Report: Trump Will Back Down, Delay Additional Tariffs on China

JM Ashby
Written by JM Ashby

Will Trump impose tariffs on an additional $300 billion in Chinese goods?

According to a report from Bloomberg, he will not.

Bloomberg reports that Trump will claim victory by simply resuming talks with China and will not impose the tariffs he's been promising for the past several months.

The decision, which is still under consideration, may be announced after a meeting between Presidents Donald Trump and Xi Jinping set for Saturday at a Group of 20 summit in Japan. A broad outline of the Trump-Xi agenda was discussed in a phone call Monday between U.S. Trade Representative Robert Lighthizer, and his counterpart in Beijing, Vice Premier Liu He.

People familiar with the American readout of the conversation characterized the call as productive. They said both sides discussed how they can present the resumption of trade talks to their domestic audiences as a win.

The U.S. won’t accept any further conditions on tariffs as part of reopening negotiations and no detailed trade deal is expected from the leaders’ summit, a senior administration official said Tuesday.

The key here is that we don't know how long Trump's tariffs will be delayed for and we don't know if he will change his mind prior to his meeting with Chinese President Xi Jinping or if he may change his mind during or after the meeting.

It will be good news if Trump does not impose additional tariffs because those tariffs would have severe economic consequences for everyone reading this, but even if he does not impose tariffs next week there's no guarantee he won't in the near future.

Chinese and American officials may resume talks, but there's no reason to think another round of talks will lead to a different outcome than previous talks did. China's defensive stance has only grown stronger in recent weeks and there's no sign that Trump is any closer to getting or even defining what he wants.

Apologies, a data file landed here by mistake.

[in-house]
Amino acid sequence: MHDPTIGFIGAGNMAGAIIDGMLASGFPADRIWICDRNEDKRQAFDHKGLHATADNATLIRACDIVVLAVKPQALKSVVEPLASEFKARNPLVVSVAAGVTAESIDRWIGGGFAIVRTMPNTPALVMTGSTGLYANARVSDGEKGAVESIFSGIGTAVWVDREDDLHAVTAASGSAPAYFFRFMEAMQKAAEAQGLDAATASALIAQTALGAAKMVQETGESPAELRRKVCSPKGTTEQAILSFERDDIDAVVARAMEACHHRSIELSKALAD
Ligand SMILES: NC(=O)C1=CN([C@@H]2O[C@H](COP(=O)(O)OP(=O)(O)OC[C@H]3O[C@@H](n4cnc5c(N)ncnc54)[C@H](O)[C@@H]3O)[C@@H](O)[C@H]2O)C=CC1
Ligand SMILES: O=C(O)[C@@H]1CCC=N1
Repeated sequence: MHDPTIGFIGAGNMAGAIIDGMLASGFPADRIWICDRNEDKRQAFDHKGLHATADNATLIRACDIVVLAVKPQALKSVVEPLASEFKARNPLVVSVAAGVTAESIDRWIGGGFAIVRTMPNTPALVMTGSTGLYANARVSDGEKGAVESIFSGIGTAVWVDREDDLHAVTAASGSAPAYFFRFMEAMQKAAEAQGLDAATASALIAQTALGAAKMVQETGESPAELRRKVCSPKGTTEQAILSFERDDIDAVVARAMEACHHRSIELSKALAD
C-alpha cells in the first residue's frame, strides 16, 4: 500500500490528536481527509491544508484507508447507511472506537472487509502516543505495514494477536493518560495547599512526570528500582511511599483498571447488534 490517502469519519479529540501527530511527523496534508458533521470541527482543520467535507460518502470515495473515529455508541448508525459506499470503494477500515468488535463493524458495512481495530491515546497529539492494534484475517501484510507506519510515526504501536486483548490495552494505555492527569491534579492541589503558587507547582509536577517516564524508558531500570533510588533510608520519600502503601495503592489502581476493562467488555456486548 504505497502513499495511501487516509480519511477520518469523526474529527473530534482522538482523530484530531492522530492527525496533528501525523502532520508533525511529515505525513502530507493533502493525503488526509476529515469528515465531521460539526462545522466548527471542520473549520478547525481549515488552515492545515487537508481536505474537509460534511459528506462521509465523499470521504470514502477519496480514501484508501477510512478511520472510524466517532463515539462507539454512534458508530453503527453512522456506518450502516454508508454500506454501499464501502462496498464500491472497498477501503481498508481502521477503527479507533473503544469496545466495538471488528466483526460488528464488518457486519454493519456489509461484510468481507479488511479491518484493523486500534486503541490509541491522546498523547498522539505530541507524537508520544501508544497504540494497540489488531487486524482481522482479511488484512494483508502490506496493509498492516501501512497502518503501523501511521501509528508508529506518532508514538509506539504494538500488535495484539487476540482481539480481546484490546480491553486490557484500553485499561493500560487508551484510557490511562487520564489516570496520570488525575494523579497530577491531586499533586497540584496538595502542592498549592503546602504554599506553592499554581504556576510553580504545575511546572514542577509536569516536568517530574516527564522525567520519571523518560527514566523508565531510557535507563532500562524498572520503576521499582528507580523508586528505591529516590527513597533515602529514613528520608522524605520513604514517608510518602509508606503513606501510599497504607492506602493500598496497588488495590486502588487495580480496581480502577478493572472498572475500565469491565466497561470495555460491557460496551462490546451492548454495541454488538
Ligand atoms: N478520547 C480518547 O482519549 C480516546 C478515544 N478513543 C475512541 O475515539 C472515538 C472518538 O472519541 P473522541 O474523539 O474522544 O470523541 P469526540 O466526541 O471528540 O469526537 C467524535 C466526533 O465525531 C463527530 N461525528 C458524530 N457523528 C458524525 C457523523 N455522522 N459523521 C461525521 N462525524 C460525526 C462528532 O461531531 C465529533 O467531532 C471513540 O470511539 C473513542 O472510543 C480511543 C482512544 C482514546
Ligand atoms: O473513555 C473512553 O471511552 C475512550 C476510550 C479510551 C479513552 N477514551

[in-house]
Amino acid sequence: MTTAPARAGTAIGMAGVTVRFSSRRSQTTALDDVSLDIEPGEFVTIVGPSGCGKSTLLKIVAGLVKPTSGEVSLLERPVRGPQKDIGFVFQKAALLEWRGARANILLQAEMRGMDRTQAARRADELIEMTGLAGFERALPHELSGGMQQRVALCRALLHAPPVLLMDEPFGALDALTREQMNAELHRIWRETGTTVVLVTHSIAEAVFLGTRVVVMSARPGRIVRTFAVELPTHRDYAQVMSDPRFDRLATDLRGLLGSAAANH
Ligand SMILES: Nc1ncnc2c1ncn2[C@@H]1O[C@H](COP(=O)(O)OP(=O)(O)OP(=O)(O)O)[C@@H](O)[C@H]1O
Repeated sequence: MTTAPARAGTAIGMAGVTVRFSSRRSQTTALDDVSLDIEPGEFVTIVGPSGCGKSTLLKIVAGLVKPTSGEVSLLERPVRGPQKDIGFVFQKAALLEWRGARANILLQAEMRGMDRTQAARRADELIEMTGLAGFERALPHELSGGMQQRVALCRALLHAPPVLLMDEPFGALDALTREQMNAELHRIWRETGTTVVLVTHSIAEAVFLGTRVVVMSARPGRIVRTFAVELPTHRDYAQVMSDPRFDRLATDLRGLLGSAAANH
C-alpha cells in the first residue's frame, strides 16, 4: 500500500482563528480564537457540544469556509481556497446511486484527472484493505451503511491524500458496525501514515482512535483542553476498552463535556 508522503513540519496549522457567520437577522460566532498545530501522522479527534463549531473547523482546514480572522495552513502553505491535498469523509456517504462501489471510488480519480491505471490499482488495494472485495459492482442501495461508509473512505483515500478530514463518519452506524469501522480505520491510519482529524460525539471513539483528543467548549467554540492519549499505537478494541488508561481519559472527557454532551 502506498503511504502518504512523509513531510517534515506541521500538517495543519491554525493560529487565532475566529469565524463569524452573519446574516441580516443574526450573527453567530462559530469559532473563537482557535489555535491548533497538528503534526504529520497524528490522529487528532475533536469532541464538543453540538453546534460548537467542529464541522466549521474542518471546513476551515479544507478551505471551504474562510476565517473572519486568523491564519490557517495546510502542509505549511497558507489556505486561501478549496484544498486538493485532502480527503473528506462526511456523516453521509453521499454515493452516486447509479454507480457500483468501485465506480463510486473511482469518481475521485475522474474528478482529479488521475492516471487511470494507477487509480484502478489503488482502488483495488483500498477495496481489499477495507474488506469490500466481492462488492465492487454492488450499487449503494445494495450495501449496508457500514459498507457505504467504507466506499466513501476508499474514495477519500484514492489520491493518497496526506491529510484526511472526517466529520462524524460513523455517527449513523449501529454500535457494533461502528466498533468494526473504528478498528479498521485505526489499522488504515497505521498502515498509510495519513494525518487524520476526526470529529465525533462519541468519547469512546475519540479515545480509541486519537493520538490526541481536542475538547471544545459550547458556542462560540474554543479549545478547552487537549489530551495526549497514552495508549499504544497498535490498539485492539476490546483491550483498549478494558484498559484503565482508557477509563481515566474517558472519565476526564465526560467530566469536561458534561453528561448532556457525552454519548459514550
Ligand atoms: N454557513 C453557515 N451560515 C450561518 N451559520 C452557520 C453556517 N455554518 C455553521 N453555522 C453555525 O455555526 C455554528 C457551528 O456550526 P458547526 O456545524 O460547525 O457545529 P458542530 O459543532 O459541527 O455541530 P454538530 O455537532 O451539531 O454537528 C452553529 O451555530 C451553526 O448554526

Trump also delayed his decision to raise tariffs on over $200 billion in Chinese goods from 10 to 25 percent early this year, but he eventually raised those tariffs on a whim months later.

I believe the best case scenario that we can hope for is that Trump's tariffs will be delayed until he's no longer willing to take such a risk as the 2020 campaign heats up. But even that will leave tariffs on about $250 billion in Chinese goods on the books for the foreseeable future. There will be no relief for American farmers who've already been blanketed by China's retaliatory tariffs; tariffs that will likely remain in place through 2019 and possibly even 2020.

  • muselet

    Although each side still wants to secure significant concessions from the other, both agreed to dial down the tit-for-tat responses and aim for a truce that could soothe financial markets while their sides resume negotiations, people familiar with the situation said. It’s not clear if they would set a definite timetable for the tariff cease-fire.

    As long as nobody does anything stupid, this may work itself out without destroying the world economy. That’s what passes for good news in the Age of Trump.

    I put the probability of Donald Trump doing something stupid somewhere around 0.6: not guaranteed, but certainly more likely than not.